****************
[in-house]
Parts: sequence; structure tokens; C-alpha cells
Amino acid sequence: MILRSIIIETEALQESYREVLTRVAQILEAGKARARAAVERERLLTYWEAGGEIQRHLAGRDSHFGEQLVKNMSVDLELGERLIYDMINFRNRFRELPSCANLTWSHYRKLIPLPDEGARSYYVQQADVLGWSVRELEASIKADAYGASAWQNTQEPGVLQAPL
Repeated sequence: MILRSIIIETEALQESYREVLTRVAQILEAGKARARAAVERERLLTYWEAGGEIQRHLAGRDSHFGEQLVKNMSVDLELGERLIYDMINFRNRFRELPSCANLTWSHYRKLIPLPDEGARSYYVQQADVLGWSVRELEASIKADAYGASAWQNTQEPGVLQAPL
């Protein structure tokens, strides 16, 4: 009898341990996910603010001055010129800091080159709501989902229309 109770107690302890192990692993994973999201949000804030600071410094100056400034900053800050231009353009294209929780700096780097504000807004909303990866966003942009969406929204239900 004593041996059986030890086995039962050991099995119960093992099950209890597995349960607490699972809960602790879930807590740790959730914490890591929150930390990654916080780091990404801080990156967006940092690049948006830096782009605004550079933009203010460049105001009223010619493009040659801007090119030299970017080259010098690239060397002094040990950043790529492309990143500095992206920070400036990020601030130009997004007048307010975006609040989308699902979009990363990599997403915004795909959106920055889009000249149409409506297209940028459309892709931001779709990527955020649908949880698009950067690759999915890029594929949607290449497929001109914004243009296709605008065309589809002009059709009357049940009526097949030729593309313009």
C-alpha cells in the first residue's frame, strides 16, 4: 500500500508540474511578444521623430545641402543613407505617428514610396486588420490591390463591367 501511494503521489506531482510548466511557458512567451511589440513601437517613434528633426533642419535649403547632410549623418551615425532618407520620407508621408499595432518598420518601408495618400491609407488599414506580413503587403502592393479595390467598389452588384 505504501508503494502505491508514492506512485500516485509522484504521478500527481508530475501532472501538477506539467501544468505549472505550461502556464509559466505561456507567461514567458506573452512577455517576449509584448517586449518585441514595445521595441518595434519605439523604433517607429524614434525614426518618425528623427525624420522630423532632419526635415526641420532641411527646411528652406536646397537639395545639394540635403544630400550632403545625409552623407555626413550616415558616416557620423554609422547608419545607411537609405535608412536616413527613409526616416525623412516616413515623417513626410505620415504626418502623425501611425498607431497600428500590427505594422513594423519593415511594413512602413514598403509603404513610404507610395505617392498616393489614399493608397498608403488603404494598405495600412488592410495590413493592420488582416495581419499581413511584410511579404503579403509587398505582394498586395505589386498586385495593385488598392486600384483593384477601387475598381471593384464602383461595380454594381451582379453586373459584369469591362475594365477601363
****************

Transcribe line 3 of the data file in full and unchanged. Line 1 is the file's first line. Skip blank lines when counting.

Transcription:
Amino acid sequence: MILRSIIIETEALQESYREVLTRVAQILEAGKARARAAVERERLLTYWEAGGEIQRHLAGRDSHFGEQLVKNMSVDLELGERLIYDMINFRNRFRELPSCANLTWSHYRKLIPLPDEGARSYYVQQADVLGWSVRELEASIKADAYGASAWQNTQEPGVLQAPL